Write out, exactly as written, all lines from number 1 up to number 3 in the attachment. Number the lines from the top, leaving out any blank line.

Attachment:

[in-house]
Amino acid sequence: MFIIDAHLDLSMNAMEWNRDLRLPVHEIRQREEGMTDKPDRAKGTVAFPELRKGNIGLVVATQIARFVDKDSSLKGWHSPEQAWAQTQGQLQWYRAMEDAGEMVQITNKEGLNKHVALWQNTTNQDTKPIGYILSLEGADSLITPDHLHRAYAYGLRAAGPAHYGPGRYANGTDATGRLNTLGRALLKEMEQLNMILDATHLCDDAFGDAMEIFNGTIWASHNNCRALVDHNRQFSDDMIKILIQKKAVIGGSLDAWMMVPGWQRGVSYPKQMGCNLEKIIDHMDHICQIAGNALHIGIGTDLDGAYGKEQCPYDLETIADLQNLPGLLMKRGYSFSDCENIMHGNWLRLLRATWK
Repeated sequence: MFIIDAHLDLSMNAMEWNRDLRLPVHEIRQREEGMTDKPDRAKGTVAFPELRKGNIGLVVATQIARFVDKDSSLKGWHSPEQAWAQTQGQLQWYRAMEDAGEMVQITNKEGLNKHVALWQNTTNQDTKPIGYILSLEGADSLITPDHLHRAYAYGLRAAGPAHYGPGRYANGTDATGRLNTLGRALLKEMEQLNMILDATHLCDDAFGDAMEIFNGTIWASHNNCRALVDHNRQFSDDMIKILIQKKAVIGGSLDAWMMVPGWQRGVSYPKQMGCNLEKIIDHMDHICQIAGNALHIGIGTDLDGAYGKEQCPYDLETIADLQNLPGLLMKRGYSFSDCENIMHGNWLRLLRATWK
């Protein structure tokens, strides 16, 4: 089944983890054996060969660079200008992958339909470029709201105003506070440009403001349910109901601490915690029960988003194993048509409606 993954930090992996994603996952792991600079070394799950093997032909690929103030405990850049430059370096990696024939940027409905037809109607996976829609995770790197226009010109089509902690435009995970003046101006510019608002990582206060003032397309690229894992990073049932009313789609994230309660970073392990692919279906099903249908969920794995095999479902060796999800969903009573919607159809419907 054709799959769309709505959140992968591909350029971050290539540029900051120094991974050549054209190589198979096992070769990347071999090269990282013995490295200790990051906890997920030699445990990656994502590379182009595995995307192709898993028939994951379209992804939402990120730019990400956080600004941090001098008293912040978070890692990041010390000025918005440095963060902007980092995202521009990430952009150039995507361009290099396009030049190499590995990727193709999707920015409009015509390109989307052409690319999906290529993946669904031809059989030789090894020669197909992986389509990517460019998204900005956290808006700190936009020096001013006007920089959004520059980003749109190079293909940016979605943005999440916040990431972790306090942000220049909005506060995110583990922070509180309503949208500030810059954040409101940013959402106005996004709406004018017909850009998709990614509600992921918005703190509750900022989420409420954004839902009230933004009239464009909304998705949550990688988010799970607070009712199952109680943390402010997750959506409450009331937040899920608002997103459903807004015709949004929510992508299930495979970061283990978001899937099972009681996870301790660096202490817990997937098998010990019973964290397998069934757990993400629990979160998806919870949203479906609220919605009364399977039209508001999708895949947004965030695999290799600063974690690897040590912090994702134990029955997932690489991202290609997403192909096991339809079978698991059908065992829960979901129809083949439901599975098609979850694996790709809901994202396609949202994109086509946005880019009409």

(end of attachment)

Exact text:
[in-house]
Amino acid sequence: MFIIDAHLDLSMNAMEWNRDLRLPVHEIRQREEGMTDKPDRAKGTVAFPELRKGNIGLVVATQIARFVDKDSSLKGWHSPEQAWAQTQGQLQWYRAMEDAGEMVQITNKEGLNKHVALWQNTTNQDTKPIGYILSLEGADSLITPDHLHRAYAYGLRAAGPAHYGPGRYANGTDATGRLNTLGRALLKEMEQLNMILDATHLCDDAFGDAMEIFNGTIWASHNNCRALVDHNRQFSDDMIKILIQKKAVIGGSLDAWMMVPGWQRGVSYPKQMGCNLEKIIDHMDHICQIAGNALHIGIGTDLDGAYGKEQCPYDLETIADLQNLPGLLMKRGYSFSDCENIMHGNWLRLLRATWK
Repeated sequence: MFIIDAHLDLSMNAMEWNRDLRLPVHEIRQREEGMTDKPDRAKGTVAFPELRKGNIGLVVATQIARFVDKDSSLKGWHSPEQAWAQTQGQLQWYRAMEDAGEMVQITNKEGLNKHVALWQNTTNQDTKPIGYILSLEGADSLITPDHLHRAYAYGLRAAGPAHYGPGRYANGTDATGRLNTLGRALLKEMEQLNMILDATHLCDDAFGDAMEIFNGTIWASHNNCRALVDHNRQFSDDMIKILIQKKAVIGGSLDAWMMVPGWQRGVSYPKQMGCNLEKIIDHMDHICQIAGNALHIGIGTDLDGAYGKEQCPYDLETIADLQNLPGLLMKRGYSFSDCENIMHGNWLRLLRATWK